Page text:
# Two questions about universally measurable sets

I have two questions about universally measurable sets:

(1) Is there a universally measurable set of reals which does not have the Baire property?

(2) Is there a universally measurable set of reals which is not universally Baire?

Note that a Luzin set is universally measurable (null) but it does not have the Baire property so these are consistent. But are there ZFC examples?

Recall that a set of reals $A$ is universally measurable if for every Borel (probability) measure $m$ on reals, $A$ equals some Borel set modulo an $m$-null set. $A$ is universally Baire if for every topological space $X$ and continuous function $f: X \rightarrow \mathbb{R}$ the preimage $f^{-1}[A]$ has the Baire property in $X$ (equals an open set modulo meager). Also, universally Baire set are universally measurable.

Thanks!

• Regarding the first question, according to section 4 in the paper "Universally measurable sets in generic extensions" by Larson, Neeman and Shelah, the answer to (1) is positive in most natural models. It's still unknown whether it's consistent that every universally measurable set has the Baire property. – Haim Nov 30 '14 at 22:24
• Reclaw ("On a construction of universally null sets") has shown that every set of reals which is wellordered by a Borel relation is universally null. There are many ways to construct such sets which are uncountable (e.g., a set of functions from $\omega$ to $\omega$ which has ordertype $\omega_{1}$ under mod-finite domination) and no such set can contain a perfect set. If there exists a Woodin cardinal, however, every uncountable universally Baire set contains a perfect set. Without large cardinals, universally Baire sets can behave very differently, so I don't know what happens in general. – Paul Larson Feb 14 '15 at 5:25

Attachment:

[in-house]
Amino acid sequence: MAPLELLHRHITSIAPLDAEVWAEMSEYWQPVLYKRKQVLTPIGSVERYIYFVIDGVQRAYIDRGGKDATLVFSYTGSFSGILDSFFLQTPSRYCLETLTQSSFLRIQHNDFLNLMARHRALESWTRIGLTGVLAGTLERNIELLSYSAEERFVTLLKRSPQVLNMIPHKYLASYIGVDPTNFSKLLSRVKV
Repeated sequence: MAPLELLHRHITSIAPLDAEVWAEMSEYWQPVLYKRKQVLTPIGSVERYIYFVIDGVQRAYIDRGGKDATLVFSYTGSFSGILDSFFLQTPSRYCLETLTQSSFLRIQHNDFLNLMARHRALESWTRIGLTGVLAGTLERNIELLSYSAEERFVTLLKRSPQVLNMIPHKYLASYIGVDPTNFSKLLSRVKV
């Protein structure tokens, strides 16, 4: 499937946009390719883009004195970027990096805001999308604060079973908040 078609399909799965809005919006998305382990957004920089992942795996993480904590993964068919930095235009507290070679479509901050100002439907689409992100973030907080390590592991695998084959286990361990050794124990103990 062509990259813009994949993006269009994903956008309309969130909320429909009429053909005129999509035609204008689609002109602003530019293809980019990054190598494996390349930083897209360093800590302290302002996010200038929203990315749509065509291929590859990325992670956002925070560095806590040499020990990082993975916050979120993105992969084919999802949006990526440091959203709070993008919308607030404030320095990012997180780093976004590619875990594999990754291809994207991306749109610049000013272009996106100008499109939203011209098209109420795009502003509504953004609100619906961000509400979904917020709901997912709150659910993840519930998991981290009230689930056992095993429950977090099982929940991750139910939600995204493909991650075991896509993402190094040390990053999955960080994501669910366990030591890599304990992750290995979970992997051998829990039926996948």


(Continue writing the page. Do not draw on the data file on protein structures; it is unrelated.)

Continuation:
• Dear Haim and Paul, thank you for your interesting remarks and references. – Ashutosh Feb 16 '15 at 23:11
• Dear @PaulLarson, Do you know the answer to (2) if we replace univ. meas. by univ. null? Thanks! – Ashutosh Feb 28 '15 at 0:45
• I don't. I would expect the easiest solution to (2) to be showing that there is a universally null set which is not universally Baire. – Paul Larson Apr 16 '15 at 2:35